Scottish National Dictionary (1700–)
LOUTCH, v., n. Also louch. [lutʃ]
I. v. 1. To walk with the head down and the shoulders hunched, to slouch (Fif. 1825 Jam.; Abd., Kcd., Ags., m.Lth., Wgt. 1961), to move in a crouching, awkward or furtive manner. Also in Eng. dial.
Sc. 1714 W. Fraser Hist. Carnegies (1867) 283:
Keep your head straight, and do not louch with your shoulders. Lnk. a.1779 D. Graham Writings (1883) II. 162:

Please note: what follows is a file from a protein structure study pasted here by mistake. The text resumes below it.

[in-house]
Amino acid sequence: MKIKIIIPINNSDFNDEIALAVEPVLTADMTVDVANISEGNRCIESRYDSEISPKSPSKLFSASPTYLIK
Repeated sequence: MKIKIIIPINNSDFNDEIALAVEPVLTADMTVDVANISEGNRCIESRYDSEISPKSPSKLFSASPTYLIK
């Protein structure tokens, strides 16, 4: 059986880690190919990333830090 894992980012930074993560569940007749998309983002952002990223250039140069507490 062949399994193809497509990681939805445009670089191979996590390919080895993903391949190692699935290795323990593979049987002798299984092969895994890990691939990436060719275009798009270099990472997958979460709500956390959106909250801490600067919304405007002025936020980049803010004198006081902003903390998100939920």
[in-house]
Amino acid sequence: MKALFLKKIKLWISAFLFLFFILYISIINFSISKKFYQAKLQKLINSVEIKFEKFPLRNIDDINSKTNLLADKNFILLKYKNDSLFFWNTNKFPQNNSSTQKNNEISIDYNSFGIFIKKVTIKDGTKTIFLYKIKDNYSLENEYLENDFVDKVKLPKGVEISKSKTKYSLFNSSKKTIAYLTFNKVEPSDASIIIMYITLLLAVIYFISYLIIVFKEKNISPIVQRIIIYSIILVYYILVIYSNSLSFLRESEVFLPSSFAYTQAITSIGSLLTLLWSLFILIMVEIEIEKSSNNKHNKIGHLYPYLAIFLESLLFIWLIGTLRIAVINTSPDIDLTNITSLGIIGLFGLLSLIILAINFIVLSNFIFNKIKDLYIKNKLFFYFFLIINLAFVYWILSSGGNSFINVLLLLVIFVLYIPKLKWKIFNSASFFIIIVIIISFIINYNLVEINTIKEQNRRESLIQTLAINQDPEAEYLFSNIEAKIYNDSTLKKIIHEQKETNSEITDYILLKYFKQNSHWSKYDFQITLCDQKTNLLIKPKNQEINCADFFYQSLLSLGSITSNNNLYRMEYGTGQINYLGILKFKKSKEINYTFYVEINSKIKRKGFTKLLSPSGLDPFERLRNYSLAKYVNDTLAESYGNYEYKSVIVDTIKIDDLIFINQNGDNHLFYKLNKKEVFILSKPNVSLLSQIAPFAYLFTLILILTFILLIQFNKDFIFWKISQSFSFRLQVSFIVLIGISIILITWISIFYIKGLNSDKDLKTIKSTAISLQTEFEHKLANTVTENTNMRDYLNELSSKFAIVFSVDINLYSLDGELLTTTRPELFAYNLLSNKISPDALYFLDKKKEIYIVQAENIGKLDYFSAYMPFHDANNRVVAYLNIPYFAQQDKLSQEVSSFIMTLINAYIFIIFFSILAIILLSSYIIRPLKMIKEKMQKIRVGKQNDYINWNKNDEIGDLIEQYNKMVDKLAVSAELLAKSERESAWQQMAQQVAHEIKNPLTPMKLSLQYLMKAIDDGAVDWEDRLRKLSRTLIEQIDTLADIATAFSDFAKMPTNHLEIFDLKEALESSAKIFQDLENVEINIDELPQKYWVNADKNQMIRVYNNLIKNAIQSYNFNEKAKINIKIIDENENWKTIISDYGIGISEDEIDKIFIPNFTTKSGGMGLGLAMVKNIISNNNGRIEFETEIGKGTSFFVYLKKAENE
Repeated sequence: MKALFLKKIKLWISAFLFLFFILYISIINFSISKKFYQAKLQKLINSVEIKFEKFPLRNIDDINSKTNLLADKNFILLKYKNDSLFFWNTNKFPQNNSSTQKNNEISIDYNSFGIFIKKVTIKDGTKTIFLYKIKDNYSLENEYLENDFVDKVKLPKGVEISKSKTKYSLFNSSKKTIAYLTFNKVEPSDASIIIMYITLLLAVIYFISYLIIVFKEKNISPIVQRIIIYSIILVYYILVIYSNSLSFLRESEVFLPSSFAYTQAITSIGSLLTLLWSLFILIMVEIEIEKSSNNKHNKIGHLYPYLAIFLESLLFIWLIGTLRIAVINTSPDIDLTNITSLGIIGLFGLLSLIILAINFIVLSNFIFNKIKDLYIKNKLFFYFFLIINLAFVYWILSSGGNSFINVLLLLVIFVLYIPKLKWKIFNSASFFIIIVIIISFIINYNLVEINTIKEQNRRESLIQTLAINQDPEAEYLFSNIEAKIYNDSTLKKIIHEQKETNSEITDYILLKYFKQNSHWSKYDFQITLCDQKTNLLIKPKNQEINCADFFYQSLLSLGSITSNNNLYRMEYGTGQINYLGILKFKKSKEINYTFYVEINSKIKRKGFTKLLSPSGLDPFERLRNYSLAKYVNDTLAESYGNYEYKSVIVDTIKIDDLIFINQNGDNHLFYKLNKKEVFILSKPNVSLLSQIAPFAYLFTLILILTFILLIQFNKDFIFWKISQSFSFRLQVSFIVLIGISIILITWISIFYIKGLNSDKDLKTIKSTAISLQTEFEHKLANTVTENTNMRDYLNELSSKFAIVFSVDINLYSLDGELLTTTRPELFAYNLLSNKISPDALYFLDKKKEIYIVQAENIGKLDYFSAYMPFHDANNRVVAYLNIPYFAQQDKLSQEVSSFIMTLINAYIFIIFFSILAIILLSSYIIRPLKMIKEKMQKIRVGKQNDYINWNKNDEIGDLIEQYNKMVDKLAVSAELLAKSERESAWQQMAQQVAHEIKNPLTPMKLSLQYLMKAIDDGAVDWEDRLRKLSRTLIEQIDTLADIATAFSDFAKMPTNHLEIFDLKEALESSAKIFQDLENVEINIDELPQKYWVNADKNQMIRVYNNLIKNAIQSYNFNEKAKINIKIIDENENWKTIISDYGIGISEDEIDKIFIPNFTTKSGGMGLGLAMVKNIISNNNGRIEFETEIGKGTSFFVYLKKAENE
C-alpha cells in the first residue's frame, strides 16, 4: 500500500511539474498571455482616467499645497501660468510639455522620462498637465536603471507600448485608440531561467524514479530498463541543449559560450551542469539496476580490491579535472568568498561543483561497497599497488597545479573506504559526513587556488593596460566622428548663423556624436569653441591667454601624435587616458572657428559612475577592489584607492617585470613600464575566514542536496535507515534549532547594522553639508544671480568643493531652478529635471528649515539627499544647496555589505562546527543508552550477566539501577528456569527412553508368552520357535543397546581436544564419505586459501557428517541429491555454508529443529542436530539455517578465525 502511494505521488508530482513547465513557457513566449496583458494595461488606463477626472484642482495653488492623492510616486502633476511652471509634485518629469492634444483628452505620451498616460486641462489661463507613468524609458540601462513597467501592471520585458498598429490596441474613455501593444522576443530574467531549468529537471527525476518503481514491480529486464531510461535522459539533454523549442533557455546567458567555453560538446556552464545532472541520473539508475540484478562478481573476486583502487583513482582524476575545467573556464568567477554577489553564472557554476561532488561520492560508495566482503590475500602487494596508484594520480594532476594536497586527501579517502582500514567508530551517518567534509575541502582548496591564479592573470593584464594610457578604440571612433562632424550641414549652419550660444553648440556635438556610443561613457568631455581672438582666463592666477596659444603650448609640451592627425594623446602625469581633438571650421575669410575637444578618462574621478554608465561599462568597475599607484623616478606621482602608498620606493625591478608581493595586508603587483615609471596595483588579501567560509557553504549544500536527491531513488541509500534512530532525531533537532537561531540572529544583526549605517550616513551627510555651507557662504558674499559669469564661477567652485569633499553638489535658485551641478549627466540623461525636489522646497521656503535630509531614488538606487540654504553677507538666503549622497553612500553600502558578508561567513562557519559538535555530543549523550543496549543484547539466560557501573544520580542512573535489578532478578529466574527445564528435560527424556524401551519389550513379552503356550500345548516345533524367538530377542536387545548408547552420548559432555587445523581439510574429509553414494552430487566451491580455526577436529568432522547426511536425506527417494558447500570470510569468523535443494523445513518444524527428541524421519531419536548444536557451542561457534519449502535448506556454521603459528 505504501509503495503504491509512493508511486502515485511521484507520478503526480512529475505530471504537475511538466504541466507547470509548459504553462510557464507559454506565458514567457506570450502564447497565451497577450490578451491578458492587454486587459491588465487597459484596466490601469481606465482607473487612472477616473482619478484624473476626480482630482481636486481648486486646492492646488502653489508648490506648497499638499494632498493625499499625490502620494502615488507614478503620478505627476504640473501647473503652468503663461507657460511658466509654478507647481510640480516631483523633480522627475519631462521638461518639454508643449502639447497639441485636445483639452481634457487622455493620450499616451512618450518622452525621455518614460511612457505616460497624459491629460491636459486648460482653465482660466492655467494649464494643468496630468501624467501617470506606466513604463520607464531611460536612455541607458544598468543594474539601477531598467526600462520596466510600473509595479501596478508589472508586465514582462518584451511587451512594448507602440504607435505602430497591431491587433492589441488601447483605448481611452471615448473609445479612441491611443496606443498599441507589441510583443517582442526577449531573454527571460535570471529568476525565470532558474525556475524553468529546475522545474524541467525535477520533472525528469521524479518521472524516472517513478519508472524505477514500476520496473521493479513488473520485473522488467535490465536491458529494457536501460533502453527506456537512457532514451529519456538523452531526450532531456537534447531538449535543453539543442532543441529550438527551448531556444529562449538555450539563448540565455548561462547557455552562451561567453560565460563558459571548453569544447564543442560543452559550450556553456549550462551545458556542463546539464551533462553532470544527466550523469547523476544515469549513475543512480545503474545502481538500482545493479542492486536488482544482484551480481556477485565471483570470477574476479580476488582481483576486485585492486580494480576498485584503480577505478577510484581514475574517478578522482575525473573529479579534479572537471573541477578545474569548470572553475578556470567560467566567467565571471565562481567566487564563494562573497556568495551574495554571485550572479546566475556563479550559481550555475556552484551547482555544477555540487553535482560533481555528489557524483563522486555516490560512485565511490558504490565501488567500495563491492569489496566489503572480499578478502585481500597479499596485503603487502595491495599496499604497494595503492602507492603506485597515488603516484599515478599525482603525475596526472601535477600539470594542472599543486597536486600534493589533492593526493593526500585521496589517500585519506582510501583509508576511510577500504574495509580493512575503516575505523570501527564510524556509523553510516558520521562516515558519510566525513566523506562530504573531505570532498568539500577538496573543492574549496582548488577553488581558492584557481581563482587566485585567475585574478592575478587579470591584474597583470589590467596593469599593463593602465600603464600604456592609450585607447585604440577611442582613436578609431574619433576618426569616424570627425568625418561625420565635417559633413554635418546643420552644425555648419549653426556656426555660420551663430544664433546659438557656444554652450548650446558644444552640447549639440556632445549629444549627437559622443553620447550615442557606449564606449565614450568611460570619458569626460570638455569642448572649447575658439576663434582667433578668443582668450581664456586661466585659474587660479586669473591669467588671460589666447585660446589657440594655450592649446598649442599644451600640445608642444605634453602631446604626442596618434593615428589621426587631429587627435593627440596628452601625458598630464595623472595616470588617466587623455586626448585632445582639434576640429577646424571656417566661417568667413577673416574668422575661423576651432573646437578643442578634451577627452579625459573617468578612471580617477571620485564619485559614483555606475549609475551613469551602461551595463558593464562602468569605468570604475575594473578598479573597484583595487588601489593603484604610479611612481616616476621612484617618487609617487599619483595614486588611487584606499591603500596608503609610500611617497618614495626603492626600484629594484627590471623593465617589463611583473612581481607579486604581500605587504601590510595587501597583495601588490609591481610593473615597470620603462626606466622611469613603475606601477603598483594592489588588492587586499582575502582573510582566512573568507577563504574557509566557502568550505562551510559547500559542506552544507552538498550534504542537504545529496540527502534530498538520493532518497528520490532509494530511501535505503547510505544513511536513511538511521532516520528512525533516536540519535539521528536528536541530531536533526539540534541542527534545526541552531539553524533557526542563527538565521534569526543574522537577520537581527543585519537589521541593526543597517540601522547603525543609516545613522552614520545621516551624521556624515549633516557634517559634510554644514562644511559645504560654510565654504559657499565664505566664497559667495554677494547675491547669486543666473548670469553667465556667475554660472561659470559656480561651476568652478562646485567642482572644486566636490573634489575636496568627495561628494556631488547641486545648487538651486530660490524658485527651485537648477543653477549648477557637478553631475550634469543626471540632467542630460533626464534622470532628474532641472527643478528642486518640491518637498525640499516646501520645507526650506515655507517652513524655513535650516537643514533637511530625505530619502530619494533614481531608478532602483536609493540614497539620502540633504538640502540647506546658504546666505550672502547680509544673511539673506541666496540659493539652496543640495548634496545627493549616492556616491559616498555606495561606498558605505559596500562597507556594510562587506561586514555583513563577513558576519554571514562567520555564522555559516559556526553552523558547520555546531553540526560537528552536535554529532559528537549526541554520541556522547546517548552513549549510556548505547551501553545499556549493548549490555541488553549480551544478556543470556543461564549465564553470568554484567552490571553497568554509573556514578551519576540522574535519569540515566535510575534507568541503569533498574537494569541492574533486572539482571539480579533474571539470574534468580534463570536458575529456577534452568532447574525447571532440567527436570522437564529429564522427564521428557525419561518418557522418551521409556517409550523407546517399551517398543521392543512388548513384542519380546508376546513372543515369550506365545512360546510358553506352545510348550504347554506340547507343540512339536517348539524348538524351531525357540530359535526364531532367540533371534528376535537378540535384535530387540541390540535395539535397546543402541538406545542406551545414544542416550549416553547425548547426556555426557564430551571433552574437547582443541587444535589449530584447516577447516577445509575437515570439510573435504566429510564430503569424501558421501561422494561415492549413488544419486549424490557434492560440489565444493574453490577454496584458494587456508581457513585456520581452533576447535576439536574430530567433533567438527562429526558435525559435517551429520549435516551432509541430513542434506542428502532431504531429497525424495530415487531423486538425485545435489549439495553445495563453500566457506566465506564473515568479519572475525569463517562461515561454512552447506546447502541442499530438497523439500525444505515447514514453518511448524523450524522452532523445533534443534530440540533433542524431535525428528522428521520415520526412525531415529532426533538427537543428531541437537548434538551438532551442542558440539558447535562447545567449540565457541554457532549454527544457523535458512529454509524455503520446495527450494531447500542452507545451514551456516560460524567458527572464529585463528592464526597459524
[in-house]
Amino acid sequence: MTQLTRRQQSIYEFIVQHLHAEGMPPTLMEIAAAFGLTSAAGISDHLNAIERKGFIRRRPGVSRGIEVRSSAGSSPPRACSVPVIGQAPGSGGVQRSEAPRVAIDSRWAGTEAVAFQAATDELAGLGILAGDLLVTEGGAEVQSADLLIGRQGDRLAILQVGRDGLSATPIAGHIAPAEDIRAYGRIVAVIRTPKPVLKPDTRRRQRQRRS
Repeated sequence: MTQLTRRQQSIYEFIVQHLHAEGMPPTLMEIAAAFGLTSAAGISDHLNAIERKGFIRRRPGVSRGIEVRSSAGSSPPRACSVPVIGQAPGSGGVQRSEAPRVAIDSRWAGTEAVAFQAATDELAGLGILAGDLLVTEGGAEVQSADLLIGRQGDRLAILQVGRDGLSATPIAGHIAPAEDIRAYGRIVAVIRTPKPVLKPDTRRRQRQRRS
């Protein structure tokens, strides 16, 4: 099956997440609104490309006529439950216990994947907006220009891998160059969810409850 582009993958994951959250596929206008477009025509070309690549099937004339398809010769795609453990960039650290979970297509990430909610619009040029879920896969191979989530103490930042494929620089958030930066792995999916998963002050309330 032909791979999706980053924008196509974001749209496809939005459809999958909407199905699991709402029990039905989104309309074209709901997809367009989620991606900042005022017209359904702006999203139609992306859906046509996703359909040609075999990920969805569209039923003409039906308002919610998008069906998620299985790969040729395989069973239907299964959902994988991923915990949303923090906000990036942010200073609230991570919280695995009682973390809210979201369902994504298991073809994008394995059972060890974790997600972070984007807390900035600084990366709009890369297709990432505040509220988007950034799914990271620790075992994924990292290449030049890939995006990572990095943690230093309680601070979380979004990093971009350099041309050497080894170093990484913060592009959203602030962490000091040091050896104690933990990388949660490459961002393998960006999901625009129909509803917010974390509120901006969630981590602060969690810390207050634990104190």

Thy hoary head and loutching shoulders incline to mortality. Ayr. 1790 A. Tait Poems 111:
And when ye weed them [potatoes], ye maun louch Just on your hunkers.
2. To pull down the brim of one's hat, to slouch.
Rnf. 1835 D. Webster Rhymes 190:
And should she refuse, I'll louch my auld bonnet.
II. n. A slouching gait, a stoop (Abd., Kcd., m.Lth. 1961).
Abd. 1960 :
He gings wi a loutch.
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"Loutch v., n.". Dictionary of the Scots Language. 2004. Scottish Language Dictionaries Ltd. Accessed 21 Jun 2018 <http://www.dsl.ac.uk/entry/snd/loutch>
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